Sidewalks on new streets must meet or exceed recommended sidewalk widths. Where consistent building setbacks are provided, the sidewalk width may be reduced by the width of the frontage zone, as determined on a case-by-case basis.

Specific Guidelines

Curb extensions

Curb extensions should be provided at all corners. Alternatively, on narrow, low-volume, and low-speed streets, designers may consider eliminating the parking lane or using parking bays to create a narrower overall street profile.

See Curb Extensions (Bulb-Outs)


Where provided, medians should include street trees and understory plantings.

See Medians and Islands

Pedestrian-Priority Designs

New alleys should be designed as shared public ways.

See Shared Public Ways

Transit-Priority Designs

Transit stops should be designed to transit stop guidelines.

See Transit Stops

Streetscape Elements

Major new development or redevelopment areas should create a streetscape master plan to guide the selection of streetscape elements, including trees and plantings, lighting, paving materials, and site furnishings; the design of such elements should be internally consistent, and harmonious with the character of surrounding areas. Streetscape elements should come from a City-approved palette, where applicable.


Street trees should be planted on all sidewalk lengths, per street tree guidelines. Understory plantings should be included as well on appropriate street types.

See Greening Overview, Street Trees, and Sidewalk Landscaping


New development in combined sewer areas must comply with the requirements of the San Francisco Stormwater Design Guidelines.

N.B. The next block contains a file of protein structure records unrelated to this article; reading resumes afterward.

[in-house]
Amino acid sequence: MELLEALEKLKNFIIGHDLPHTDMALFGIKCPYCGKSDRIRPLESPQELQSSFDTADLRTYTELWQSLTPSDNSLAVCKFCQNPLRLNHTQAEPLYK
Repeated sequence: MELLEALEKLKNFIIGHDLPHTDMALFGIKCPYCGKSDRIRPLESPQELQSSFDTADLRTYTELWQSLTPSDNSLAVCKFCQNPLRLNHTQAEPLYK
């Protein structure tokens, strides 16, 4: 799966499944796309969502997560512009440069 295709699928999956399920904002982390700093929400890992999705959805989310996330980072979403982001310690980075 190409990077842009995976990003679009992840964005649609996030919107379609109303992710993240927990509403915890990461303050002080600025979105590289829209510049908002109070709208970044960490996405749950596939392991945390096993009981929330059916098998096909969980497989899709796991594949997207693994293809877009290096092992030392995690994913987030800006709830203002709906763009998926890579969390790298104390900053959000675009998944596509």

See Stormwater Overview

In new development areas, there is an opportunity to create the drainage profile of the street from scratch; the best solution may not always be the standard crowned street. For example, single-surface alleys could be designed to drain to the center of the street, or the gutter may be placed between the parking and travel lanes.

Non-standard drainage profiles should be considered on a case-by-case basis, based on functional performance measures. The City is currently developing more specific guidelines for drainage on new streets.

Street Lighting

New streets should meet the recommended targets for pedestrian lighting. Pedestrian lighting may be supplemented with roadway lighting as necessary to light the street to required levels.

See Street Lighting

Utilities and driveways

New streets provide an opportunity to locate utilities so that they do not interfere with pedestrian circulation and sidewalk activity. Utilities associated with new buildings should be located on private parcels (away from public-facing ground-floor facades) wherever possible.

If utilities must be in the right-of-way, they should be located in the roadway as feasible, in the edge zone, or otherwise located to minimize disruption to the overall streetscape.

Driveway cuts should be minimized to minimize disruption to the streetscape, maintain a consistent street edge, and reduce conflicts with pedestrians and bicyclists. Alleys should be used wherever feasible for garage access.

See Utilities and Driveways